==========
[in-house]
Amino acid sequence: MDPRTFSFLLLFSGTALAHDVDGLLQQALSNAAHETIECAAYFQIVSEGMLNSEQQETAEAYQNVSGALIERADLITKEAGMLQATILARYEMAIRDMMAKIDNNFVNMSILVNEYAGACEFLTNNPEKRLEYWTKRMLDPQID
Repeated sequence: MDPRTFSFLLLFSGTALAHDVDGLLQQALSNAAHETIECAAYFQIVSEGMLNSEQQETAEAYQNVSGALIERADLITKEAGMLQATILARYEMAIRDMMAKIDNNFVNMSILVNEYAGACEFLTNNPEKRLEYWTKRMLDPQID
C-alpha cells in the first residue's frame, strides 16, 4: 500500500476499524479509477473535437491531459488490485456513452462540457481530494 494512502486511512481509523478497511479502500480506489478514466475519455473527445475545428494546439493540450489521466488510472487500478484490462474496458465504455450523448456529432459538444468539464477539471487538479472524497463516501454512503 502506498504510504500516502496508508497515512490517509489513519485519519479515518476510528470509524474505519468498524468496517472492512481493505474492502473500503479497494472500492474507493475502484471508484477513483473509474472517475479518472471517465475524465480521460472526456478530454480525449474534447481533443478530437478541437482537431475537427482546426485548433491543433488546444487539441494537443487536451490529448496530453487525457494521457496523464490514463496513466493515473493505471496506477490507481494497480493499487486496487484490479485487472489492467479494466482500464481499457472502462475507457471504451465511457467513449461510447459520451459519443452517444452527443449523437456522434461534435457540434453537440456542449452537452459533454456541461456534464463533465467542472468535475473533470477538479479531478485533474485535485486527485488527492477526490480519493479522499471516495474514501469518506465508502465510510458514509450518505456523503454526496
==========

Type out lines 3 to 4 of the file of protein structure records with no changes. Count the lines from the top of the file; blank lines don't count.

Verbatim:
Repeated sequence: MDPRTFSFLLLFSGTALAHDVDGLLQQALSNAAHETIECAAYFQIVSEGMLNSEQQETAEAYQNVSGALIERADLITKEAGMLQATILARYEMAIRDMMAKIDNNFVNMSILVNEYAGACEFLTNNPEKRLEYWTKRMLDPQID
C-alpha cells in the first residue's frame, strides 16, 4: 500500500476499524479509477473535437491531459488490485456513452462540457481530494 494512502486511512481509523478497511479502500480506489478514466475519455473527445475545428494546439493540450489521466488510472487500478484490462474496458465504455450523448456529432459538444468539464477539471487538479472524497463516501454512503 502506498504510504500516502496508508497515512490517509489513519485519519479515518476510528470509524474505519468498524468496517472492512481493505474492502473500503479497494472500492474507493475502484471508484477513483473509474472517475479518472471517465475524465480521460472526456478530454480525449474534447481533443478530437478541437482537431475537427482546426485548433491543433488546444487539441494537443487536451490529448496530453487525457494521457496523464490514463496513466493515473493505471496506477490507481494497480493499487486496487484490479485487472489492467479494466482500464481499457472502462475507457471504451465511457467513449461510447459520451459519443452517444452527443449523437456522434461534435457540434453537440456542449452537452459533454456541461456534464463533465467542472468535475473533470477538479479531478485533474485535485486527485488527492477526490480519493479522499471516495474514501469518506465508502465510510458514509450518505456523503454526496